Shire structure puts spotlight on tax
Drug firm has come out fighting after allegations it engaged in tax avoidance on an industrial scale
Ireland’s largest drug company has come out fighting following allegations that, with its tax adviser PricewaterhouseCoopers, it has engaged in tax avoidance on an industrial scale – as alleged by the public accounts committee of the UK parliament.
Both sides are distinctly touchy on the issue.
Shire is Irish in name only, having relocated its corporate domicile here in 2008 when the then Labour government in London looked at increasing the tax burden on business. While it does have an operational presence in the State, it still functions mainly out of its old English headquarters, is registered in Jersey and does most of its business in specialty pharma and the treatment of psychotic conditions in the United States.
That structure, the circumstances of its departure from the UK for tax purposes and the effective tax that it has been paying all rankle with Britain’s PAC and its chairwoman Labour MP Margaret Hodge.
Last week, it emerged that Shire’s advisers had determined that the $1.635 billion (€1.44 billion) break fee it received from US rival Abbvie following the collapse of their proposed merger last year was not subject to tax in Ireland – and therefore unlikely to be subject to any significant taxation anywhere.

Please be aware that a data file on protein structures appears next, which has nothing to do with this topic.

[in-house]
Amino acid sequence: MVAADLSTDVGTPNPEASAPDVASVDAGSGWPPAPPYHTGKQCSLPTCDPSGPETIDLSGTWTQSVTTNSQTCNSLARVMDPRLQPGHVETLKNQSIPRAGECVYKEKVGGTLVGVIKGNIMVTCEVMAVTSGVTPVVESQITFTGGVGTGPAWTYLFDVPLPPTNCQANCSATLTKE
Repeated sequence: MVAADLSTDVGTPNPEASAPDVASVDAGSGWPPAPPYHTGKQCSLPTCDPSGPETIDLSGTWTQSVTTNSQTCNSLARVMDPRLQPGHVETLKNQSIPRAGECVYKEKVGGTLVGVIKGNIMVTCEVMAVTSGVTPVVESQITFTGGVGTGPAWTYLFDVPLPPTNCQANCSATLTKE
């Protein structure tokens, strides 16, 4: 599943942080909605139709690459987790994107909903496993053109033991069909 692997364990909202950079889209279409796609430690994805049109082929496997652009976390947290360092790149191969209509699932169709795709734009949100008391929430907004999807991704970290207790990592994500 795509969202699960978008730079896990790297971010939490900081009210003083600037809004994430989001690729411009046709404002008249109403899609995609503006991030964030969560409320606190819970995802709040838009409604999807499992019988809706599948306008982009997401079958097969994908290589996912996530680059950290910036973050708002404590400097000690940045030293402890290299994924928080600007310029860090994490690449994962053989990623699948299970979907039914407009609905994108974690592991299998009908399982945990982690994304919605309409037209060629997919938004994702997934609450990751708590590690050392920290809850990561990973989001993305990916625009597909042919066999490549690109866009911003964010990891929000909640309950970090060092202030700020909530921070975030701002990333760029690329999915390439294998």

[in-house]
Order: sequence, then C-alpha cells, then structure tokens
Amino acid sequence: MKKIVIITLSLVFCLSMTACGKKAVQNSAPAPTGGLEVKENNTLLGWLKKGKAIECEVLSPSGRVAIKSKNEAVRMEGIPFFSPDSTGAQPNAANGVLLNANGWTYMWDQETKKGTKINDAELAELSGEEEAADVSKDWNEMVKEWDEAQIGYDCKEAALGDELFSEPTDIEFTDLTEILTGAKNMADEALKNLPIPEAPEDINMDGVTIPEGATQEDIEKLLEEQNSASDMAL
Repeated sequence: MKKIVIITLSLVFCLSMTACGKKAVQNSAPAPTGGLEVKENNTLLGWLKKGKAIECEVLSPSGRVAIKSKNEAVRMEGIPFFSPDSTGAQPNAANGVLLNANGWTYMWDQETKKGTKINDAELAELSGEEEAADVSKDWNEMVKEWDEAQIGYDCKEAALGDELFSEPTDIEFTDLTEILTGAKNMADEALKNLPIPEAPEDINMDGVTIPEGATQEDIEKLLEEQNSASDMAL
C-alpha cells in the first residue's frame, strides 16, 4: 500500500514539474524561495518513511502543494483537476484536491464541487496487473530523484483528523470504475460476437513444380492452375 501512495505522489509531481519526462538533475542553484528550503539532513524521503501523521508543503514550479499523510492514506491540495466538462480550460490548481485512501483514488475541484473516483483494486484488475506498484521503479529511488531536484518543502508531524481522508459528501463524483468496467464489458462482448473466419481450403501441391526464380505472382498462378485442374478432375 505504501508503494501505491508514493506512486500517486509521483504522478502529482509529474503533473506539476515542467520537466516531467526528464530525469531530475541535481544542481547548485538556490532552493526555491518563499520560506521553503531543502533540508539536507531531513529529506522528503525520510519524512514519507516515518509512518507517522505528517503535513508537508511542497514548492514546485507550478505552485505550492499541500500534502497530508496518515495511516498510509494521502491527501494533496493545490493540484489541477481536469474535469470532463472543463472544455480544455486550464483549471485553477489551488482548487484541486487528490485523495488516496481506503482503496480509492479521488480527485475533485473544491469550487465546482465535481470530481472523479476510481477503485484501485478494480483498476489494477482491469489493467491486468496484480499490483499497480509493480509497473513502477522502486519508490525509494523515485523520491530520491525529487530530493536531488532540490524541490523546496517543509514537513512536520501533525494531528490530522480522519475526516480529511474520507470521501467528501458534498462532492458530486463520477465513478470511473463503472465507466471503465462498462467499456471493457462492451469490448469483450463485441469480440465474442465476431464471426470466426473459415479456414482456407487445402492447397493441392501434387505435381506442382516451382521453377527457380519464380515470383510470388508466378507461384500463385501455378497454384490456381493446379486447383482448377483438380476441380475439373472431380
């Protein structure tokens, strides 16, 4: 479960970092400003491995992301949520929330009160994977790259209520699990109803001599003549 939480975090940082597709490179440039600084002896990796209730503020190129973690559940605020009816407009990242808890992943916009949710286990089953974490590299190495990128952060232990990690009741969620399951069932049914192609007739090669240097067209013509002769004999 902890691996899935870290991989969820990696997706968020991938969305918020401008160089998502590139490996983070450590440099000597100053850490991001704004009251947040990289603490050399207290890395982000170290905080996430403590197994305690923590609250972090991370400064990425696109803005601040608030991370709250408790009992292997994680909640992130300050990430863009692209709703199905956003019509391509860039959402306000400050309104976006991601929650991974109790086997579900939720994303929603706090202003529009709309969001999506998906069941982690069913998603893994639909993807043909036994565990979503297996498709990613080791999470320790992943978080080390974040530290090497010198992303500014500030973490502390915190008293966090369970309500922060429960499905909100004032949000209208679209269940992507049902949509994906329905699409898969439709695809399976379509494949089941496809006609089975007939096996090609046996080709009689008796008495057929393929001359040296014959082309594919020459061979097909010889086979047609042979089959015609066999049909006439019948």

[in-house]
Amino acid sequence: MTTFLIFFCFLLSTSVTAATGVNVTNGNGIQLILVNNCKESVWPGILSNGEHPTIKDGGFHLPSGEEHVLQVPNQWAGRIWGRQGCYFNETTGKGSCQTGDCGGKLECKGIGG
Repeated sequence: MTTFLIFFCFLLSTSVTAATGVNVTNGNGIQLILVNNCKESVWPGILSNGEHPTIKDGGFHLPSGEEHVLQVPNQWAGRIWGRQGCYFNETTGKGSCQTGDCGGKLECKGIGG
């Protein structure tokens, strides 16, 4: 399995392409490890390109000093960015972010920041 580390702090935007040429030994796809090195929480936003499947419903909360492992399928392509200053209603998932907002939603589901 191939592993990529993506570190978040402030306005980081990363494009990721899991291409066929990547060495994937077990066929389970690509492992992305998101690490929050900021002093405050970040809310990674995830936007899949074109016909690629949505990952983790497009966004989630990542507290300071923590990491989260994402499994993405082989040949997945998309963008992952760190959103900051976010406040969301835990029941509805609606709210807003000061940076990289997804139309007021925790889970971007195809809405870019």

The Irish Revenue has still to sign off on such an interpretation but if it does, the company will effectively have avoided a tax bill of €480 million.
For its part, Shire insists it has nothing to hide, with chief executive Flemming Ornskov arguing it was simply running the company as efficiently as possible to maximise returns for shareholders and increase investment in new medicines.
Ornskov has been instrumental in building a strong specialty pharma pipeline at a business previously better known for growth by acquisition rather than by innovation. And developing therapies in that space is undoubtedly expensive – a bone of contention with governments and other payers when drug companies are setting prices for some of their breakthrough therapies.
Still, against the background of its very convoluted corporate structure, the fact that Shire paid taxes of only $56.1 million last year on revenues of over $6 billion under US general accepted accounting principles (GAAP) is bound to raise eyebrows. That’s a tax rate of less than 2 per cent.
With the international political climate increasingly inimical to aggressive tax planning, the company can hardly be surprised that Revenue will want to look very closely at an arrangement that could allow the company to sidestep a €480 million liability.